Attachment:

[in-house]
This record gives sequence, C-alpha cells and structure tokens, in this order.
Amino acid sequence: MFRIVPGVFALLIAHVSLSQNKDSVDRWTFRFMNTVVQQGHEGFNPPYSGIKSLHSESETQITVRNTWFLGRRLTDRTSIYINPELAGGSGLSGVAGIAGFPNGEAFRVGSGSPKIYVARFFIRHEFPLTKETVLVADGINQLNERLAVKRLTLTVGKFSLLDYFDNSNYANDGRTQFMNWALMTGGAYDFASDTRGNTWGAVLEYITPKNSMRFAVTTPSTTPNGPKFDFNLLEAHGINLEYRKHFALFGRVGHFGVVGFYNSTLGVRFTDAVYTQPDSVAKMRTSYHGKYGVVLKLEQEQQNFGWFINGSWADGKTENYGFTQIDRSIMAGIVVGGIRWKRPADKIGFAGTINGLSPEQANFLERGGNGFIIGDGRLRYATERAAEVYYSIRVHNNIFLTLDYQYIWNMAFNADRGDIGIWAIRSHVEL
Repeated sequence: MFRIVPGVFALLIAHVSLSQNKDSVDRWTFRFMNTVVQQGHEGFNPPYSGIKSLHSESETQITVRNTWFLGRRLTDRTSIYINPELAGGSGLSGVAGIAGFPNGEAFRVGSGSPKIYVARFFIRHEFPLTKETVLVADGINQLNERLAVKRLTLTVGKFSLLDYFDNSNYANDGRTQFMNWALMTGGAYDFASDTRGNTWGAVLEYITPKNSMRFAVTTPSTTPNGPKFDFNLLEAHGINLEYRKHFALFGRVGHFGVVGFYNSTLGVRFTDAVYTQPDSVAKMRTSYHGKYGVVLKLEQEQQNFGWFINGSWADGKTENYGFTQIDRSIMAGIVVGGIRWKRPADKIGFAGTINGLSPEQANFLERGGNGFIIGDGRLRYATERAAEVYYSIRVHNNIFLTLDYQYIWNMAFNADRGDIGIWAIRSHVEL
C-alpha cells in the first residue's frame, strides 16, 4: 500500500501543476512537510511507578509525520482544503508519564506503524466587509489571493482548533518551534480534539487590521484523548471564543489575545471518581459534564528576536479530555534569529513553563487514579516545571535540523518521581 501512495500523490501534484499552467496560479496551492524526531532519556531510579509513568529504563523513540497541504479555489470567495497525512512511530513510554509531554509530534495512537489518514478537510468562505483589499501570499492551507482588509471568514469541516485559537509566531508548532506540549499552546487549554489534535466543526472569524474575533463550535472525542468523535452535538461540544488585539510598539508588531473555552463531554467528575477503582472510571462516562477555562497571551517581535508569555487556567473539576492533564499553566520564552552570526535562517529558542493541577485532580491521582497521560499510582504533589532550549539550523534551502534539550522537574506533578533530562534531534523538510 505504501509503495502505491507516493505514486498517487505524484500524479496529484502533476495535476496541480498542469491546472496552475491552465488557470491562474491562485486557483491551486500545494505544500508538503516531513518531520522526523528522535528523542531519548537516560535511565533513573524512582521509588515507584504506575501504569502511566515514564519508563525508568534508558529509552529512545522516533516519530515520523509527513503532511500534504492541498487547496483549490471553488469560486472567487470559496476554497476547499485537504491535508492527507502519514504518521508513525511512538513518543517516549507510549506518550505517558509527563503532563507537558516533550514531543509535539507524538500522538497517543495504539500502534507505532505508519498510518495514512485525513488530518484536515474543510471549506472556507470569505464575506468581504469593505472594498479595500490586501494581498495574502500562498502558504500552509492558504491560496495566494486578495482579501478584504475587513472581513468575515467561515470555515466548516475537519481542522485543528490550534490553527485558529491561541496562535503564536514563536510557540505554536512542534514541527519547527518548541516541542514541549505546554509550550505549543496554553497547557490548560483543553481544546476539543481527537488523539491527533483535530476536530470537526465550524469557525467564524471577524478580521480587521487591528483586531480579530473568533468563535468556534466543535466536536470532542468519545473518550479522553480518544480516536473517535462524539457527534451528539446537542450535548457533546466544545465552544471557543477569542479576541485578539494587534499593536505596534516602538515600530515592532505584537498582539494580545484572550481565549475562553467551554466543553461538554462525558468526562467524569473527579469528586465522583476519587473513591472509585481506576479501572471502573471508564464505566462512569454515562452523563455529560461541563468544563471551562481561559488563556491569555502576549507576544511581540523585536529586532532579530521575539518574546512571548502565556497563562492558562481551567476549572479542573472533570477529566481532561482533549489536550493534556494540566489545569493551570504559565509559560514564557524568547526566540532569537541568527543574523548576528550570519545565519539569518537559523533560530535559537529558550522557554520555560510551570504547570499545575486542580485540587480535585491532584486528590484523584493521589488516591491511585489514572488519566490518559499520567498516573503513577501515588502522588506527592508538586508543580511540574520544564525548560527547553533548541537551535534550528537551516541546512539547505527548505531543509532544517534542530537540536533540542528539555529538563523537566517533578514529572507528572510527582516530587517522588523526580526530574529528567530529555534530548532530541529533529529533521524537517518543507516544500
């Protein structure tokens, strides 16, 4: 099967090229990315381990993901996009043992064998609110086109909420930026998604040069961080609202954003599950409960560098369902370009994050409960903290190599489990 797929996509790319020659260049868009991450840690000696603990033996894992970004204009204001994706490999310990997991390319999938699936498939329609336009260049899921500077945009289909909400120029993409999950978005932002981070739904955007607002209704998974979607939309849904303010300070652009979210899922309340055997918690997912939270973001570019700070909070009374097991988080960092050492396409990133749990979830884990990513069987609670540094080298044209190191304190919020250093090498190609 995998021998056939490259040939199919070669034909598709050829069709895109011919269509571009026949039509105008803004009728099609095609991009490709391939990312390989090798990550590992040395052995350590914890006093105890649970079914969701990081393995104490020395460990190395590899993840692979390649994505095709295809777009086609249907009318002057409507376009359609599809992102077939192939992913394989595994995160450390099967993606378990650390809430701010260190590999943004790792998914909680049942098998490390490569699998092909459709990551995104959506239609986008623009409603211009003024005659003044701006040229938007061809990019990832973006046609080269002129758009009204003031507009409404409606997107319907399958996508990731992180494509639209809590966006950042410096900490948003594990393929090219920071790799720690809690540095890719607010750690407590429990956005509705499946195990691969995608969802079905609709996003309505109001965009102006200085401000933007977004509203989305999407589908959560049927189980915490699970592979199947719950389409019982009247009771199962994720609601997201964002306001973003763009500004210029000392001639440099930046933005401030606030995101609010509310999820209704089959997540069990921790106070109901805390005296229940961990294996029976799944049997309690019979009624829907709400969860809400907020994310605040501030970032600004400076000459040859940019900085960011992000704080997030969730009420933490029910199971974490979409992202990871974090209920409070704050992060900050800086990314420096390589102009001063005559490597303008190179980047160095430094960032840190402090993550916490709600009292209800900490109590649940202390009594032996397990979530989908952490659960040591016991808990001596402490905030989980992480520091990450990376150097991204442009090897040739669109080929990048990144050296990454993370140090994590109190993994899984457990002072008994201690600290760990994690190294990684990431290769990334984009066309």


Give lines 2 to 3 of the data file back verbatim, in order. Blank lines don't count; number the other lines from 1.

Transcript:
This record gives sequence, C-alpha cells and structure tokens, in this order.
Amino acid sequence: MFRIVPGVFALLIAHVSLSQNKDSVDRWTFRFMNTVVQQGHEGFNPPYSGIKSLHSESETQITVRNTWFLGRRLTDRTSIYINPELAGGSGLSGVAGIAGFPNGEAFRVGSGSPKIYVARFFIRHEFPLTKETVLVADGINQLNERLAVKRLTLTVGKFSLLDYFDNSNYANDGRTQFMNWALMTGGAYDFASDTRGNTWGAVLEYITPKNSMRFAVTTPSTTPNGPKFDFNLLEAHGINLEYRKHFALFGRVGHFGVVGFYNSTLGVRFTDAVYTQPDSVAKMRTSYHGKYGVVLKLEQEQQNFGWFINGSWADGKTENYGFTQIDRSIMAGIVVGGIRWKRPADKIGFAGTINGLSPEQANFLERGGNGFIIGDGRLRYATERAAEVYYSIRVHNNIFLTLDYQYIWNMAFNADRGDIGIWAIRSHVEL